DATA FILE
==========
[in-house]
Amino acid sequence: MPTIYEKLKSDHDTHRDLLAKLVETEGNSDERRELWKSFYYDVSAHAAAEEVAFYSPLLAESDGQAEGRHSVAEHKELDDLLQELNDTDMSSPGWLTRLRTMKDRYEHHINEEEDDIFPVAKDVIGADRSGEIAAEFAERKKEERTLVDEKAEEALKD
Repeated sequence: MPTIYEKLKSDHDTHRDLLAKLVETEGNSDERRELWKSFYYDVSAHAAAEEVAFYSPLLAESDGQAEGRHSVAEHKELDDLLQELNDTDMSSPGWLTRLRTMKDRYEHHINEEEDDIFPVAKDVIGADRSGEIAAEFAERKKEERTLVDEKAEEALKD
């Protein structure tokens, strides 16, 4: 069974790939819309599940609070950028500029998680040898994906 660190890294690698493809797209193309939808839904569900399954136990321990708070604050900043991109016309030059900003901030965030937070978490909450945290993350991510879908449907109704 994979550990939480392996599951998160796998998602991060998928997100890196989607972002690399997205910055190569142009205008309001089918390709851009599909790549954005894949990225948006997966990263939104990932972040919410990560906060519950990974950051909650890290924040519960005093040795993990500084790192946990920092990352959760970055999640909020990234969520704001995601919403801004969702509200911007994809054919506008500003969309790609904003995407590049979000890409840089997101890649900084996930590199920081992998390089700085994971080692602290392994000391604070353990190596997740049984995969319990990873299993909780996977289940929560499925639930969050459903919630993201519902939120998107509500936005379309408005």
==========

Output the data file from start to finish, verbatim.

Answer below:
[in-house]
Amino acid sequence: MPTIYEKLKSDHDTHRDLLAKLVETEGNSDERRELWKSFYYDVSAHAAAEEVAFYSPLLAESDGQAEGRHSVAEHKELDDLLQELNDTDMSSPGWLTRLRTMKDRYEHHINEEEDDIFPVAKDVIGADRSGEIAAEFAERKKEERTLVDEKAEEALKD
Repeated sequence: MPTIYEKLKSDHDTHRDLLAKLVETEGNSDERRELWKSFYYDVSAHAAAEEVAFYSPLLAESDGQAEGRHSVAEHKELDDLLQELNDTDMSSPGWLTRLRTMKDRYEHHINEEEDDIFPVAKDVIGADRSGEIAAEFAERKKEERTLVDEKAEEALKD
């Protein structure tokens, strides 16, 4: 069974790939819309599940609070950028500029998680040898994906 660190890294690698493809797209193309939808839904569900399954136990321990708070604050900043991109016309030059900003901030965030937070978490909450945290993350991510879908449907109704 994979550990939480392996599951998160796998998602991060998928997100890196989607972002690399997205910055190569142009205008309001089918390709851009599909790549954005894949990225948006997966990263939104990932972040919410990560906060519950990974950051909650890290924040519960005093040795993990500084790192946990920092990352959760970055999640909020990234969520704001995601919403801004969702509200911007994809054919506008500003969309790609904003995407590049979000890409840089997101890649900084996930590199920081992998390089700085994971080692602290392994000391604070353990190596997740049984995969319990990873299993909780996977289940929560499925639930969050459903919630993201519902939120998107509500936005379309408005």